Friday, 17 June 2011

A Rather Less Than Poetic, But Nevertheless Indisputable Display of Synchronicity.

God, being in love makes people annoying, doesn't it? Greg is really getting on my nerves.

"Jess says she can come away with me next week," he says. "She's managed to get the time off work - isn't that a stroke of luck?"

"I thought she was a poet," I say. "So I didn't think time off would be a problem."

"Yes, but don't forget she has massage clients too," says Greg.

I had forgotten that. No wonder he likes Jess so much.

Now he's got a very far-away look in his eye, so I decide to go and have a cigarette. There's only so much I can take of other people's sex-lives, without the need for nicotine.

I smoke as slowly as I can, and then stop off in the Labour Party office to chat to Joan, but Greg's still thinking about Jess by the time that I get back.

"It was synchronicity," he says. "Me meeting Jess, you know."

"Humph," I say.

No-one wants to be reminded of Sting when they're trying to avoid the thought of other people's sex lives.

"Don't you believe in synchronicity?" says Greg.

"No," I say - which proves to be a big mistake, but not one that becomes obvious immediately.

Things are unusually quiet for the rest of the morning, mainly because The Boss is still in London for this week's Friday sitting of the House. He doesn't get back here until just before the start of surgery - which quickly becomes quite demanding, despite the fact that all the usual suspects seem to be away on holiday.

I don't recognise any of the people who've booked appointments - for a change - but most of them want to talk about the Government's NHS and welfare reforms. At length, as you can imagine.

The Boss looks quite relieved when Miss Ventnor decides to buck the trend: she's got a thing about light pollution.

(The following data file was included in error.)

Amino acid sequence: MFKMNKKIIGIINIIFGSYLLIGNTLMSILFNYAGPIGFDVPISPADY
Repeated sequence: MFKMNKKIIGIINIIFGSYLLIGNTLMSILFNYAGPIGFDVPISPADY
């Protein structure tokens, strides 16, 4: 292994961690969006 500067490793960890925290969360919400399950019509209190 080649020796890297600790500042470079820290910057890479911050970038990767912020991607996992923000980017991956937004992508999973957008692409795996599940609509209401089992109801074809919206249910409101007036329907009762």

"City dwellers are being deprived of the pleasure to be had from seeing the stars," she says. To The Boss - she doesn't seem to have noticed me. Maybe she only sees properly in the dark.

"I agree," says Andrew. "It's a terrible shame. There's nothing like a starry sky."

He's looking pretty starry-eyed himself. Miss V isn't what you'd describe as unattractive.

She's also quite poetic, especially on the subject of wildlife and what birds and animals suffer as  result of becoming confused between day and night. Andrew's nodding his head so much in agreement that I'm sure I can hear his vertebrae cracking.

The mutual love-in takes so long that, by the time The Boss has agreed to join the campaign against light pollution and I have shown Miss Ventnor out - and ushered in Mrs Jackson to take her place - we're running even later than usual.

The Boss doesn't seem worried, though. Mrs J's even more attractive than her predecessor.

"I'm sure you didn't agree with Ken Clarke about sentencing, or degrees of rape, did you, Mr Sinclair?" she says.

"No, indeed I didn't," says Andrew, right on cue.

"Well, then," says Mrs J. "What are you going to do to protect the women of Northwick - and to stop the Council's plans to turn some of the street-lights off?"

"If you'll just excuse me," I say. "I have an urgent call to make. You'll be able to manage this without me, won't you, Andrew?"

I don't wait for an answer, as I pick up my notes and beat a retreat.

Andrew's still not talking to me by the time we leave the office this evening, but I don't care. Sometimes it's healthy for MPs to decide where they stand on issues all by themselves.

"That was a bit cruel of you, Mol," says Max, when I tell him about it. "You know Andrew always gets himself in a muddle with this sort of thing."

I'm about to defend myself, when there's an almighty crack from overhead, and the kitchen light goes out.

"Good God," I say. "What the hell was that?"

"The bloody lightbulb exploded again," says Max. "That's the third one that's done it in the last few weeks."

I start sweeping the glass up off the floor, but Max has just finished putting the food onto our plates, so he tells me to leave the mess until after we've eaten.

"Took me ages to cook this," he says, "so I don't want it to get cold. Eating's the priority, not clearing up."

I agree with him, until I take my first mouthful, and bite down on a shard of glass.

I may need to re-think my position on synchronicity. And on lighting.

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